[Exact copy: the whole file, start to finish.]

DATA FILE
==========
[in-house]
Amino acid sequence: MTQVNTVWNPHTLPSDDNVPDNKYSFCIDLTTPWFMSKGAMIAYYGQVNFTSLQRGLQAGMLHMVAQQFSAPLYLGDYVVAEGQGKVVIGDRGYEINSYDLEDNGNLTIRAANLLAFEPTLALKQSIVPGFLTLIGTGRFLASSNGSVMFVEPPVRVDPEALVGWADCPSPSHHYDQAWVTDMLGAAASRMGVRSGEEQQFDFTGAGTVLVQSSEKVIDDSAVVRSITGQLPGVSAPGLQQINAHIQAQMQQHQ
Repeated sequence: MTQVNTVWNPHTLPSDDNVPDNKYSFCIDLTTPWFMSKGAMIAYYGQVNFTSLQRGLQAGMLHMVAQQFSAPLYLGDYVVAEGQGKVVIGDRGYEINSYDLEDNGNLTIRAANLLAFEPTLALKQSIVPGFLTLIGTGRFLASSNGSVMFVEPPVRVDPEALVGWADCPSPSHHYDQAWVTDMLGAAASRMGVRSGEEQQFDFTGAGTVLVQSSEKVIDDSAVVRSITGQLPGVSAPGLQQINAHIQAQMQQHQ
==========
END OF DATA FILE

[in-house]
Amino acid sequence: MTQVNTVWNPHTLPSDDNVPDNKYSFCIDLTTPWFMSKGAMIAYYGQVNFTSLQRGLQAGMLHMVAQQFSAPLYLGDYVVAEGQGKVVIGDRGYEINSYDLEDNGNLTIRAANLLAFEPTLALKQSIVPGFLTLIGTGRFLASSNGSVMFVEPPVRVDPEALVGWADCPSPSHHYDQAWVTDMLGAAASRMGVRSGEEQQFDFTGAGTVLVQSSEKVIDDSAVVRSITGQLPGVSAPGLQQINAHIQAQMQQHQ
Repeated sequence: MTQVNTVWNPHTLPSDDNVPDNKYSFCIDLTTPWFMSKGAMIAYYGQVNFTSLQRGLQAGMLHMVAQQFSAPLYLGDYVVAEGQGKVVIGDRGYEINSYDLEDNGNLTIRAANLLAFEPTLALKQSIVPGFLTLIGTGRFLASSNGSVMFVEPPVRVDPEALVGWADCPSPSHHYDQAWVTDMLGAAASRMGVRSGEEQQFDFTGAGTVLVQSSEKVIDDSAVVRSITGQLPGVSAPGLQQINAHIQAQMQQHQ